Government is the collective group of people that work to effectively and successfully guide a unit or community. Governments are found all over the world and come in many different shapes and sizes, but they are all characterized by one thing: They have the power to set and administer policies.
Most political thinkers agree that governments should be limited, but there is considerable disagreement on the extent to which those limitations should be applied and the exact shape those limits should take. Despite the differences in opinion on the proper scope of government, most people agree that it should address certain issues that cannot be solved through market forces alone. These include providing jobs and health care to those who cannot afford them, preventing pollution that damages the environment, and enforcing property rights against criminals.
While some of these issues can be addressed by market forces, others require the intervention of a group with greater resources and the ability to coordinate action across large areas. That is why most people accept the need for a central government that has the authority to make laws and regulate activity on a broad scale.
The Framers of the United States Constitution established a structure for national government that includes three separate but equal branches: the legislative branch, which makes laws; the executive branch, which carries out those laws; and the judicial branch, which interprets the law. This arrangement of powers is intended to prevent any single branch from becoming too powerful and to provide a system of checks and balances.
One of the most important purposes of government is to establish and enforce secure property rights. This creates a climate of certainty that encourages voluntary exchange and promotes prosperity. In nations where there is no rule of law, people are less likely to trade and are more likely to be poor.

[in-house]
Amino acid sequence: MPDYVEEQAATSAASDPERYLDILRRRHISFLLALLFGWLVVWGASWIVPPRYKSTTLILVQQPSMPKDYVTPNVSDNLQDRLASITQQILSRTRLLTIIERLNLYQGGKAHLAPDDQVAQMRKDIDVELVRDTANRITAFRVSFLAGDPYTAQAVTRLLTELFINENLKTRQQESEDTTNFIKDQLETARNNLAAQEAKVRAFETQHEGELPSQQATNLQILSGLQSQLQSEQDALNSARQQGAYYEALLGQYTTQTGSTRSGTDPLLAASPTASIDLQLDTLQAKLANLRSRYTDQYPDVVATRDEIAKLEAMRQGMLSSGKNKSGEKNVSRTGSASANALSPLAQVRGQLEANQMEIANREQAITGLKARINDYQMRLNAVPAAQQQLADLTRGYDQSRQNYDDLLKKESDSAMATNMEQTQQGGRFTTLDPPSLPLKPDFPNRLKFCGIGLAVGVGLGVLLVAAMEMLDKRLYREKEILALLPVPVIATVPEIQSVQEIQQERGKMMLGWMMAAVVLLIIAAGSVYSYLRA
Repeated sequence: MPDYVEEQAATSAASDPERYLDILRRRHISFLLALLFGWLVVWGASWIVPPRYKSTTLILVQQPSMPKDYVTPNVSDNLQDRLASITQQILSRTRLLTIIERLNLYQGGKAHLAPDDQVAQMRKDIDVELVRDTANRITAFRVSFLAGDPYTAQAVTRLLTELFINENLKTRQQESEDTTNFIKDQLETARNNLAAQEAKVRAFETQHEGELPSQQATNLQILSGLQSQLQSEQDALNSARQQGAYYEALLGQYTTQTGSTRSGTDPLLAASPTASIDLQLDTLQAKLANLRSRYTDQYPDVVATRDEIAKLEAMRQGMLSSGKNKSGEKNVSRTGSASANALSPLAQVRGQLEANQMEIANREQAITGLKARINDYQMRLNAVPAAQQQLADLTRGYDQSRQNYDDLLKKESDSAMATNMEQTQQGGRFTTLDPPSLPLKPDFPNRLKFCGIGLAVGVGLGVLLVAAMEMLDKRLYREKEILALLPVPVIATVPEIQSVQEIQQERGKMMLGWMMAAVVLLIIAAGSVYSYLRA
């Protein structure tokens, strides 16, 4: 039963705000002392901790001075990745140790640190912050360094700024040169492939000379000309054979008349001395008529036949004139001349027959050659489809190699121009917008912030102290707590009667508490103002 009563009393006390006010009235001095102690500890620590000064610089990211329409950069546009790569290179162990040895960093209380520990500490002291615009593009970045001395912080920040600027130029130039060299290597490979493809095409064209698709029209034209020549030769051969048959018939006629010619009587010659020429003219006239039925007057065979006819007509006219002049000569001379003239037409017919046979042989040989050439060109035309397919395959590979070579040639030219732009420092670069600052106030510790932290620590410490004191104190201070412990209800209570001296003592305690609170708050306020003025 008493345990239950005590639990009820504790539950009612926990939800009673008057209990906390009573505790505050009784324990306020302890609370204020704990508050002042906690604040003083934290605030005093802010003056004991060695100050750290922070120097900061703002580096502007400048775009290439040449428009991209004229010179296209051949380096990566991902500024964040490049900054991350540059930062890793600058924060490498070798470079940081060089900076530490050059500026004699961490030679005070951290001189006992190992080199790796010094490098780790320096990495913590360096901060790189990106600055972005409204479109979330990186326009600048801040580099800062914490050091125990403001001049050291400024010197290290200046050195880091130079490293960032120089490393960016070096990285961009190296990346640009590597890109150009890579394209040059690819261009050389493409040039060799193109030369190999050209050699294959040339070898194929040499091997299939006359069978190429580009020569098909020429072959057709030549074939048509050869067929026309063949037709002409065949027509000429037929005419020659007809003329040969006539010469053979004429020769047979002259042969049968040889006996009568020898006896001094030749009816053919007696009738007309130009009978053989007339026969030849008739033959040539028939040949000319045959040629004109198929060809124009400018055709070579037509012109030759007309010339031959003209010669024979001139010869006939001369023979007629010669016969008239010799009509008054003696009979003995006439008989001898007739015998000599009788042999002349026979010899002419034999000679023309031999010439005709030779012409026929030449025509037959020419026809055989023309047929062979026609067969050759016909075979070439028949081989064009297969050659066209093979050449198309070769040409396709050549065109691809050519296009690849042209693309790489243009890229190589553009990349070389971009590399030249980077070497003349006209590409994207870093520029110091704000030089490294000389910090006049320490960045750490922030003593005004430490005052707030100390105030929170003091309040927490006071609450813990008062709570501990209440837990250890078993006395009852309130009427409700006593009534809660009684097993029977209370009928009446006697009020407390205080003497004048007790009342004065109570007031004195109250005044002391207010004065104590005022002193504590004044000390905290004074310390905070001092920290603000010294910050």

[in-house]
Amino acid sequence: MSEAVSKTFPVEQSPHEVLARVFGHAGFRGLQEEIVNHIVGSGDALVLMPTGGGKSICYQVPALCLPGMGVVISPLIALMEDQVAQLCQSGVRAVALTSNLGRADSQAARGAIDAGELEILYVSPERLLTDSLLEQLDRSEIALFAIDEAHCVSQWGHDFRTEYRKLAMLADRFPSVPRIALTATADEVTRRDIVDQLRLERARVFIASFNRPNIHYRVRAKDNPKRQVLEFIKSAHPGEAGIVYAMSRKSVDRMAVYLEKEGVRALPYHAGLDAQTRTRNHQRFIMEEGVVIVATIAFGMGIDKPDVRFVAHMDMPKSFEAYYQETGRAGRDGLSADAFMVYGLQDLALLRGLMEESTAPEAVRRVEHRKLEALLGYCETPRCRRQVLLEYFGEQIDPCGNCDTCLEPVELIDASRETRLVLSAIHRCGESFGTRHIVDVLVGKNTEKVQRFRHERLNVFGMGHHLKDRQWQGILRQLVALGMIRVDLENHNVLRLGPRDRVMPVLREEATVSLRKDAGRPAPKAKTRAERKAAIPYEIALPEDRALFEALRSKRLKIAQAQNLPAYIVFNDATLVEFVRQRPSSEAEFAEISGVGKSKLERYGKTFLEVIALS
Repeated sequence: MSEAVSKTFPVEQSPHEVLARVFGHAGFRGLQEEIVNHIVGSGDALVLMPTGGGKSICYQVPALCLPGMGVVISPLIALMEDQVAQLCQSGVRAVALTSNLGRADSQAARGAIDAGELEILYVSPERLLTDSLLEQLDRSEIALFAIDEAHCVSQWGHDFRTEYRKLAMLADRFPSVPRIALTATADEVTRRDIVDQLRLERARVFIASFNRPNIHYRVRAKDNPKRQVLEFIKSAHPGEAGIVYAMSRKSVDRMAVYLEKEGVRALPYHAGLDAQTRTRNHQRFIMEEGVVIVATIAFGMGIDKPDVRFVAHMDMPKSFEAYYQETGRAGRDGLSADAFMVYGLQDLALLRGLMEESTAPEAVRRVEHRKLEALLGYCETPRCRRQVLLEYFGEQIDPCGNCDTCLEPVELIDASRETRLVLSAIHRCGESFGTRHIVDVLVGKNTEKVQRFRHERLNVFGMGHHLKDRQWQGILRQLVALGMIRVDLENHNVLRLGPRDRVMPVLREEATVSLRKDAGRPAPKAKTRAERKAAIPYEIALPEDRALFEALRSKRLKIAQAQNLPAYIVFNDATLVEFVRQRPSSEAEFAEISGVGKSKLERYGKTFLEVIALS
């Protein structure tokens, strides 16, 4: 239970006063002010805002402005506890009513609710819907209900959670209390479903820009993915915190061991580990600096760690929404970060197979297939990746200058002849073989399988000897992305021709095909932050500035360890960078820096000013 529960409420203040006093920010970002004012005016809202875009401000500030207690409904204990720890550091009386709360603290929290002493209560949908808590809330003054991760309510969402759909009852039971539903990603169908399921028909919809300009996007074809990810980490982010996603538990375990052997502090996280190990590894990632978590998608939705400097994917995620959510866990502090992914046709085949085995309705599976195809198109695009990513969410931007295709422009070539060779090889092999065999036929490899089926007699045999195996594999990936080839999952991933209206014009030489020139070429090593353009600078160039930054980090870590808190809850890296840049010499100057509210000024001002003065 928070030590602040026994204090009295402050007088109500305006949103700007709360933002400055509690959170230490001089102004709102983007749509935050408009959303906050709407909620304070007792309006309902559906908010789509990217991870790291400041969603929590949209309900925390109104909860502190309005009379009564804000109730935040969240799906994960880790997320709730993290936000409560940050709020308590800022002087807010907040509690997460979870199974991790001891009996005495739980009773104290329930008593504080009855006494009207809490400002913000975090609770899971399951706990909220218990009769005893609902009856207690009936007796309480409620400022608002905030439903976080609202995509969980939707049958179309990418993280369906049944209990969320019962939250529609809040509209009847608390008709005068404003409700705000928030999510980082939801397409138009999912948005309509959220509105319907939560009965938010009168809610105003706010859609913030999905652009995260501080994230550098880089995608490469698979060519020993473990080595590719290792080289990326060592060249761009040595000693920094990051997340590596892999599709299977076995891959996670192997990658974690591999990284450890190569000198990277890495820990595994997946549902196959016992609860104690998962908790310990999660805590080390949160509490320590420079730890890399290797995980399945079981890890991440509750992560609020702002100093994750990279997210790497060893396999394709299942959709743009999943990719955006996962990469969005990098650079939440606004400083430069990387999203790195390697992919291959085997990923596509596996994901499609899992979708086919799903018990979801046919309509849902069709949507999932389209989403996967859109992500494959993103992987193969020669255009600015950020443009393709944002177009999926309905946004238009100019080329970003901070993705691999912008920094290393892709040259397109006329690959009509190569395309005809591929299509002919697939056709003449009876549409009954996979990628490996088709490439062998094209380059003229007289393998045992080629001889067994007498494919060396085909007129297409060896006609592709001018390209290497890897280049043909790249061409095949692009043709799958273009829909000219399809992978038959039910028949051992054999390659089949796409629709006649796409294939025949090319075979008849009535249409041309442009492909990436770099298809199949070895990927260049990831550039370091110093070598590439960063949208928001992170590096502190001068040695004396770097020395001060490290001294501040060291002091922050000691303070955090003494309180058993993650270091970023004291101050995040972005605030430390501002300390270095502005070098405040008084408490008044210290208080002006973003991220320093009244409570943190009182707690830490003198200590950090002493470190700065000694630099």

Another important role of government is to protect individual liberty. This requires police forces that are free from bribery and influence peddling, courts that do not impose unreasonable legal burdens, and educational institutions that do not indoctrinate students with the beliefs of any particular religion or ideology. Governments also must respect the right of citizens to change their governments through elections and referendums.
A third and final purpose of government is to provide for the common good. This involves programs such as national health insurance and welfare, which are designed to help people through difficult times or to improve their standard of living. This is a particularly contentious area of public policy, with many people opposing these programs on the grounds that they discourage individuals from taking responsibility for their own financial well being.
Finally, it is important that the federal government provide for the nation’s security through military, intelligence and other agencies. The president, as commander in chief of the armed forces, leads these efforts. He or she determines how military weapons will be used, where troops are deployed and where ships will be sent. All of this is done with the advice and consent of the Senate and House of Representatives.